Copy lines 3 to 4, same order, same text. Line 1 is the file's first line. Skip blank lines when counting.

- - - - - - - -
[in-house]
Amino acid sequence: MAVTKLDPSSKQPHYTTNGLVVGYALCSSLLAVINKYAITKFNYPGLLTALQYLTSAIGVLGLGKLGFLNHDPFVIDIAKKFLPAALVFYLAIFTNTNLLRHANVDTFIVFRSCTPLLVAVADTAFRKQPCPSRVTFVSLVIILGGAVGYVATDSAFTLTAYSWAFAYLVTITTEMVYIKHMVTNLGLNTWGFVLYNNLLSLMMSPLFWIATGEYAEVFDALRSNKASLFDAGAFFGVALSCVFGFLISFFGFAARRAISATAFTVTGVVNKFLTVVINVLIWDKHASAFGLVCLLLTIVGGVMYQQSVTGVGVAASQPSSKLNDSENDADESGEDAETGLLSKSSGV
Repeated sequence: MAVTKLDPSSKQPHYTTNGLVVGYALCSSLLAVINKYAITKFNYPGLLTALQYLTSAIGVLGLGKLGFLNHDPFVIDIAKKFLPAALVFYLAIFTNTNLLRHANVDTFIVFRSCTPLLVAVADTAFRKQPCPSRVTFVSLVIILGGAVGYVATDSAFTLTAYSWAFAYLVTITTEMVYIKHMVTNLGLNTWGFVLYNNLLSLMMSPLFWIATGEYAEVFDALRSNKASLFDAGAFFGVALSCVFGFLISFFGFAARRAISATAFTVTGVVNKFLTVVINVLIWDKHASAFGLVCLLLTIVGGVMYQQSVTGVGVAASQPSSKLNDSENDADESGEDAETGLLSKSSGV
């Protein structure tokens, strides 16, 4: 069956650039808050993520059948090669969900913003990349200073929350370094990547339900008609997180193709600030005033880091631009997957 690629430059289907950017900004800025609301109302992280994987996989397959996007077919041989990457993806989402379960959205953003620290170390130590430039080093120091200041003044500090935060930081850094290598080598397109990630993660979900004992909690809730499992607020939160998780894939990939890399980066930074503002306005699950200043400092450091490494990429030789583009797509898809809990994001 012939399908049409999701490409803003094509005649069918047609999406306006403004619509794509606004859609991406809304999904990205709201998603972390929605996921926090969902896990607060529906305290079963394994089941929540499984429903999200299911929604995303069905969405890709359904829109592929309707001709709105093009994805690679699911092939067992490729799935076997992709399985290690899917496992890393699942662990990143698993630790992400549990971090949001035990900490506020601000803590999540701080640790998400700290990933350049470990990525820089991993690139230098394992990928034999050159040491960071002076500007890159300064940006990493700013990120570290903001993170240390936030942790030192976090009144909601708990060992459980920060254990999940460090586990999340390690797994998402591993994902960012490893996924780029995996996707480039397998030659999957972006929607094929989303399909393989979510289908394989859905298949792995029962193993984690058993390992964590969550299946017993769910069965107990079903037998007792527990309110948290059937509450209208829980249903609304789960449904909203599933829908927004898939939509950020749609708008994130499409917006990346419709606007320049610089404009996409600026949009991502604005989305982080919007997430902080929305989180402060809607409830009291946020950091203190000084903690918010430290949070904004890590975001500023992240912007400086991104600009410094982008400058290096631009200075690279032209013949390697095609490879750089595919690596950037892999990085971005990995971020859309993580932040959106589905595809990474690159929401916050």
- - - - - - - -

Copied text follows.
Repeated sequence: MAVTKLDPSSKQPHYTTNGLVVGYALCSSLLAVINKYAITKFNYPGLLTALQYLTSAIGVLGLGKLGFLNHDPFVIDIAKKFLPAALVFYLAIFTNTNLLRHANVDTFIVFRSCTPLLVAVADTAFRKQPCPSRVTFVSLVIILGGAVGYVATDSAFTLTAYSWAFAYLVTITTEMVYIKHMVTNLGLNTWGFVLYNNLLSLMMSPLFWIATGEYAEVFDALRSNKASLFDAGAFFGVALSCVFGFLISFFGFAARRAISATAFTVTGVVNKFLTVVINVLIWDKHASAFGLVCLLLTIVGGVMYQQSVTGVGVAASQPSSKLNDSENDADESGEDAETGLLSKSSGV
């Protein structure tokens, strides 16, 4: 069956650039808050993520059948090669969900913003990349200073929350370094990547339900008609997180193709600030005033880091631009997957 690629430059289907950017900004800025609301109302992280994987996989397959996007077919041989990457993806989402379960959205953003620290170390130590430039080093120091200041003044500090935060930081850094290598080598397109990630993660979900004992909690809730499992607020939160998780894939990939890399980066930074503002306005699950200043400092450091490494990429030789583009797509898809809990994001 012939399908049409999701490409803003094509005649069918047609999406306006403004619509794509606004859609991406809304999904990205709201998603972390929605996921926090969902896990607060529906305290079963394994089941929540499984429903999200299911929604995303069905969405890709359904829109592929309707001709709105093009994805690679699911092939067992490729799935076997992709399985290690899917496992890393699942662990990143698993630790992400549990971090949001035990900490506020601000803590999540701080640790998400700290990933350049470990990525820089991993690139230098394992990928034999050159040491960071002076500007890159300064940006990493700013990120570290903001993170240390936030942790030192976090009144909601708990060992459980920060254990999940460090586990999340390690797994998402591993994902960012490893996924780029995996996707480039397998030659999957972006929607094929989303399909393989979510289908394989859905298949792995029962193993984690058993390992964590969550299946017993769910069965107990079903037998007792527990309110948290059937509450209208829980249903609304789960449904909203599933829908927004898939939509950020749609708008994130499409917006990346419709606007320049610089404009996409600026949009991502604005989305982080919007997430902080929305989180402060809607409830009291946020950091203190000084903690918010430290949070904004890590975001500023992240912007400086991104600009410094982008400058290096631009200075690279032209013949390697095609490879750089595919690596950037892999990085971005990995971020859309993580932040959106589905595809990474690159929401916050």